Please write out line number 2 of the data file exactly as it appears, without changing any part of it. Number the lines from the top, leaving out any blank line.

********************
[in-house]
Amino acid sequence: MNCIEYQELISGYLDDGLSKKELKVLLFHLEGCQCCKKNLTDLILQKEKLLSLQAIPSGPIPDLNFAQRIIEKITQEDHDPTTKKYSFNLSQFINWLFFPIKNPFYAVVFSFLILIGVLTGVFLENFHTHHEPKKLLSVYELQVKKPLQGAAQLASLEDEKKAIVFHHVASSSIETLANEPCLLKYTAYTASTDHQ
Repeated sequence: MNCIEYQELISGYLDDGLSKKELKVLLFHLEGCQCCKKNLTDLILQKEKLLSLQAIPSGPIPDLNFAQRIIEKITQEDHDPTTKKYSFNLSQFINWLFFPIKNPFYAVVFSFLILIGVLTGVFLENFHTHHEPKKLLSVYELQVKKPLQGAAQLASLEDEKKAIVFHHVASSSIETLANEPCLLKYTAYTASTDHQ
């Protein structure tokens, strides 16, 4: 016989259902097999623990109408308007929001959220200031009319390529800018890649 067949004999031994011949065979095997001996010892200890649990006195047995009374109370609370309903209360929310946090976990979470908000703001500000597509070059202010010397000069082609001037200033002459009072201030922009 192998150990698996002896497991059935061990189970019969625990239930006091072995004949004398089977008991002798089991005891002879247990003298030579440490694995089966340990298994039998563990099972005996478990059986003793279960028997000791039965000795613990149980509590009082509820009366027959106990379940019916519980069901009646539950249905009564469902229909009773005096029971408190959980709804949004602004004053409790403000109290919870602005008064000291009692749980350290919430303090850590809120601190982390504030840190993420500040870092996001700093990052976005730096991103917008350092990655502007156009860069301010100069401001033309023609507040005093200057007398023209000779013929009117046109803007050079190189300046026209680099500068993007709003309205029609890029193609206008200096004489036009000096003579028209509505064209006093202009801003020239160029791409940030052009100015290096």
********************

Amino acid sequence: MNCIEYQELISGYLDDGLSKKELKVLLFHLEGCQCCKKNLTDLILQKEKLLSLQAIPSGPIPDLNFAQRIIEKITQEDHDPTTKKYSFNLSQFINWLFFPIKNPFYAVVFSFLILIGVLTGVFLENFHTHHEPKKLLSVYELQVKKPLQGAAQLASLEDEKKAIVFHHVASSSIETLANEPCLLKYTAYTASTDHQ